Scenic and engaging, My Soul Looks Back recounts the years author Jessica B. Harris spent on the periphery of a circle of friends that included literary powerhouses James Baldwin, Maya Angelou, and Toni Morrison. The memoir spans the globe and several decades to describe the fascinating group.
Harris was in a relationship with Baldwin’s close friend Samuel Clemens Floyd III in the early 1970s, during which time she met and mingled with arts luminaries in locales as far-flung as Greenwich Village, Haiti, Côte d’Ivoire, and the south of France. “That they knew each other was interesting,” she writes. “That they partied together, savored each other’s company, encouraged each other’s endeavors, celebrated each other’s achievements, and mourned each other’s losses is extraordinary.”
Harris insists she was tangential to the group, grudgingly accepted as a sort of appendage to Sam. “The story was there to be told and that step away from it was in many ways the reality of the experience,” she says. “I wasn’t up in the middle of it, I was on the margins.”
Still, she was connected enough to have had front-row seats to some incredible performances. She stayed at Baldwin’s Provence home, took him treasured bottles of Red Devil Hot Sauce, and listened as he read aloud the complete manuscript of what would become If Beale Street Could Talk.
It’s an odd stance for a memoir—to cast oneself as an outsider and tell your story only where it joins that of others’. Yet narrating from the sidelines here has the benefit of presenting the familiar literary figures from fresh angles. She describes Angelou at home in Sonoma in the ‘70s making chicken curry and decades later throwing grand New Year’s feasts in her New York brownstone.
My Soul Looks Back isn’t a story of intimate connection, but rather one of fleeting interactions and intersections scattered through time. As such, it raises questions of intimacy, memory, and friendship from an intriguing vantage point.
Friendship here is often episodic, momentary even. It evidences closeness that’s more recurring than abiding. Harris shared pasta and red wine with Toni Morrison on multiple occasions and read the French translation of
The Bluest Eye at Morrison’s request to ensure it captured the author’s nuances. Yet when they crossed paths after Maya Angelou’sfuneral decades later, Morrison had no recollection of Harris and asked simply, “Was I kind?”
Despite a penchant for collecting things in overstuffed homes in Brooklyn, New Orleans, and Martha’s Vineyard, Harris has few artifacts of her Sam Floyd years—no photographs or correspondence to document the time they spent. Yet she recalls meals, books, and music of the era with evocative precision. “It’s almost like synesthesia, a memory brings back a taste, a color, an image, a sound,” she explains.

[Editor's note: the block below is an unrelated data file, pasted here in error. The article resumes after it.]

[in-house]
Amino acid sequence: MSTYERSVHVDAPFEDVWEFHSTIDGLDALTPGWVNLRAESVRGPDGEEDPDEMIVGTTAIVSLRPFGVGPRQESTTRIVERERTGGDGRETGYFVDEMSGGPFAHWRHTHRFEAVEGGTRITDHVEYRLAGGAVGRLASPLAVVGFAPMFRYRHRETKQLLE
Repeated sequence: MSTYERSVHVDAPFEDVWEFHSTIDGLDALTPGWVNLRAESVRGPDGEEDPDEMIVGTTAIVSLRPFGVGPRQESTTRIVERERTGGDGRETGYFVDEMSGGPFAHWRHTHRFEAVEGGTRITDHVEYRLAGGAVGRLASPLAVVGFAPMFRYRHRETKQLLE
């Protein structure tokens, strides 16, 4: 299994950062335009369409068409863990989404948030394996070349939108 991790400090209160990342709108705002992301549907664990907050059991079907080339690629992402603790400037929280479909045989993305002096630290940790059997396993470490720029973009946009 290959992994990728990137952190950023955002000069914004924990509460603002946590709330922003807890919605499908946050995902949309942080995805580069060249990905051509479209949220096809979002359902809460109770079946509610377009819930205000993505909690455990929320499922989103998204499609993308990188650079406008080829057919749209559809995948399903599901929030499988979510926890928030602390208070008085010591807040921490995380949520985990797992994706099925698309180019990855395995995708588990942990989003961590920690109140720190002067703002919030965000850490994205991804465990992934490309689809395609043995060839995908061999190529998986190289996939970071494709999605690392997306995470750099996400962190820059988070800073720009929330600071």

And so the reader is treated to vivid descriptions of the restaurants, groceries, and meals that defined the circle’s haunts, from the sangria and barbecued pork of El Faro in Greenwich Village to Mikell’s uptown, the place for jazz, stiff drinks, and conversation. She even offers playlists for each chapter that capture the sounds of the times—popular music as well as tunes of particular personal resonance for her.
Ultimately, Harris hopes readers will revel in the joy of the relationships the distinguished friends shared. “They had truly and absolutely found their tribe,” she says. “All of those people kind of came into fame, came into who they were, not necessarily simultaneously but at parallel points. They came along together.”
Harris is quite comfortable standing on the edge of her own memoir. “I am old enough to be in the generation that you were told not to talk about yourself,” she explains. “I’m not the selfie generation, if you will.” But she’s a compelling subject in her own right, and this book whets the appetite to hear more about her life and adventures in the weeks, months and years apart from Floyd’s circle. Perhaps there’s another memoir in her future.
Maya Payne Smart writes book reviews and musings.